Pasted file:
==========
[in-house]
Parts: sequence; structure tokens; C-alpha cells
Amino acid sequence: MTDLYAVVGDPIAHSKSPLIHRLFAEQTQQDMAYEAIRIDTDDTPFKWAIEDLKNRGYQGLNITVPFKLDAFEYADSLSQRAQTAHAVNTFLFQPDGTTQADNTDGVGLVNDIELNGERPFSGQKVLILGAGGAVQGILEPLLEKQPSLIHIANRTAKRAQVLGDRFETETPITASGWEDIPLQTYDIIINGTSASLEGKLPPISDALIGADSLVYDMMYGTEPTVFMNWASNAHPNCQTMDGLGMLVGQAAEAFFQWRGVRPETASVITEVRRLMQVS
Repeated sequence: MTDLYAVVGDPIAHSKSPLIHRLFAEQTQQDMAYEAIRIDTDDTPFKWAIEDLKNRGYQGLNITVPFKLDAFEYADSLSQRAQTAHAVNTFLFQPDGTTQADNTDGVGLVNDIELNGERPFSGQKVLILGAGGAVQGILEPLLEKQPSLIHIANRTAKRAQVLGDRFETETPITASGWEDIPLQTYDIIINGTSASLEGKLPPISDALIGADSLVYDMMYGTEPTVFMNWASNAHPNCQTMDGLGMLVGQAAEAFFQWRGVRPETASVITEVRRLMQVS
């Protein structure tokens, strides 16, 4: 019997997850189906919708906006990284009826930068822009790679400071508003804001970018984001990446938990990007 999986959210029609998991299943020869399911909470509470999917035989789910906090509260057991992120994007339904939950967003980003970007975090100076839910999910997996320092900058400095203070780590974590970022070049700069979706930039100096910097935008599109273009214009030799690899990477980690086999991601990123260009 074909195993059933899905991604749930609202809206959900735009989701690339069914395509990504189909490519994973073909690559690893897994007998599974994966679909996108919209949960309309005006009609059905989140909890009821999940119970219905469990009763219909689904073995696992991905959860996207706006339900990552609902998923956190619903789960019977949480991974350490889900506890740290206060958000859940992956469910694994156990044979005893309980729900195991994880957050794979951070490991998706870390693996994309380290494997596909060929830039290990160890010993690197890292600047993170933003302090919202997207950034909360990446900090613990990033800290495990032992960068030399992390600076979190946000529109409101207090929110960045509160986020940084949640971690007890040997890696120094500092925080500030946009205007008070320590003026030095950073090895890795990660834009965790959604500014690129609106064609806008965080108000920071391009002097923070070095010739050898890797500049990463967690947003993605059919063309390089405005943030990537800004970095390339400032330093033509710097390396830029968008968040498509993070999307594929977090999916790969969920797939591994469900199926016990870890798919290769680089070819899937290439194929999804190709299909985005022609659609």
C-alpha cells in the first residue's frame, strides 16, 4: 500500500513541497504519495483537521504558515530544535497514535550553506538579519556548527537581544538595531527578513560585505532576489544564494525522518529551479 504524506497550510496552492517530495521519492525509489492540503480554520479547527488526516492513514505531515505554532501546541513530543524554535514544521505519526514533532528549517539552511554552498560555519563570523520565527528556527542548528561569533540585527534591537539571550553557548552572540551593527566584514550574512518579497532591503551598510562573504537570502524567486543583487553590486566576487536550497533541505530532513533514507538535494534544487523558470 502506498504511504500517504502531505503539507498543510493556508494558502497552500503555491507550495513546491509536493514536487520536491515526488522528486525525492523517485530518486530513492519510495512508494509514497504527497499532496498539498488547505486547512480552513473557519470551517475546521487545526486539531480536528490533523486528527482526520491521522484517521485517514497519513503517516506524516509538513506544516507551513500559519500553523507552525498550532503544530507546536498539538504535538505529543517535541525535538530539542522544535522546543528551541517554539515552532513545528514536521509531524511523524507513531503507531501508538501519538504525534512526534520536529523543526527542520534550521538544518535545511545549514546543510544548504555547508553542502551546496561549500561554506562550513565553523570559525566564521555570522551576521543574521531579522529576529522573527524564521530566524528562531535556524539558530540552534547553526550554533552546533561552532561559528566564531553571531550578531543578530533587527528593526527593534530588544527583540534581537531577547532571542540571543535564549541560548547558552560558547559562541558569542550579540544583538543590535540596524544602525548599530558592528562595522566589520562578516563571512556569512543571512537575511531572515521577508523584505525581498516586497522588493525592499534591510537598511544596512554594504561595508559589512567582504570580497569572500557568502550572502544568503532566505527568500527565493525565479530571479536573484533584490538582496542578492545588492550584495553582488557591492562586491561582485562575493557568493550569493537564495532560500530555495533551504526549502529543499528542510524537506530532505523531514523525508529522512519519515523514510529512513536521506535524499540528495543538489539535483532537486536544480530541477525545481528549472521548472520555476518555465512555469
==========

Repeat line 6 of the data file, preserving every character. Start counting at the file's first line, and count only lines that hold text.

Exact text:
C-alpha cells in the first residue's frame, strides 16, 4: 500500500513541497504519495483537521504558515530544535497514535550553506538579519556548527537581544538595531527578513560585505532576489544564494525522518529551479 504524506497550510496552492517530495521519492525509489492540503480554520479547527488526516492513514505531515505554532501546541513530543524554535514544521505519526514533532528549517539552511554552498560555519563570523520565527528556527542548528561569533540585527534591537539571550553557548552572540551593527566584514550574512518579497532591503551598510562573504537570502524567486543583487553590486566576487536550497533541505530532513533514507538535494534544487523558470 502506498504511504500517504502531505503539507498543510493556508494558502497552500503555491507550495513546491509536493514536487520536491515526488522528486525525492523517485530518486530513492519510495512508494509514497504527497499532496498539498488547505486547512480552513473557519470551517475546521487545526486539531480536528490533523486528527482526520491521522484517521485517514497519513503517516506524516509538513506544516507551513500559519500553523507552525498550532503544530507546536498539538504535538505529543517535541525535538530539542522544535522546543528551541517554539515552532513545528514536521509531524511523524507513531503507531501508538501519538504525534512526534520536529523543526527542520534550521538544518535545511545549514546543510544548504555547508553542502551546496561549500561554506562550513565553523570559525566564521555570522551576521543574521531579522529576529522573527524564521530566524528562531535556524539558530540552534547553526550554533552546533561552532561559528566564531553571531550578531543578530533587527528593526527593534530588544527583540534581537531577547532571542540571543535564549541560548547558552560558547559562541558569542550579540544583538543590535540596524544602525548599530558592528562595522566589520562578516563571512556569512543571512537575511531572515521577508523584505525581498516586497522588493525592499534591510537598511544596512554594504561595508559589512567582504570580497569572500557568502550572502544568503532566505527568500527565493525565479530571479536573484533584490538582496542578492545588492550584495553582488557591492562586491561582485562575493557568493550569493537564495532560500530555495533551504526549502529543499528542510524537506530532505523531514523525508529522512519519515523514510529512513536521506535524499540528495543538489539535483532537486536544480530541477525545481528549472521548472520555476518555465512555469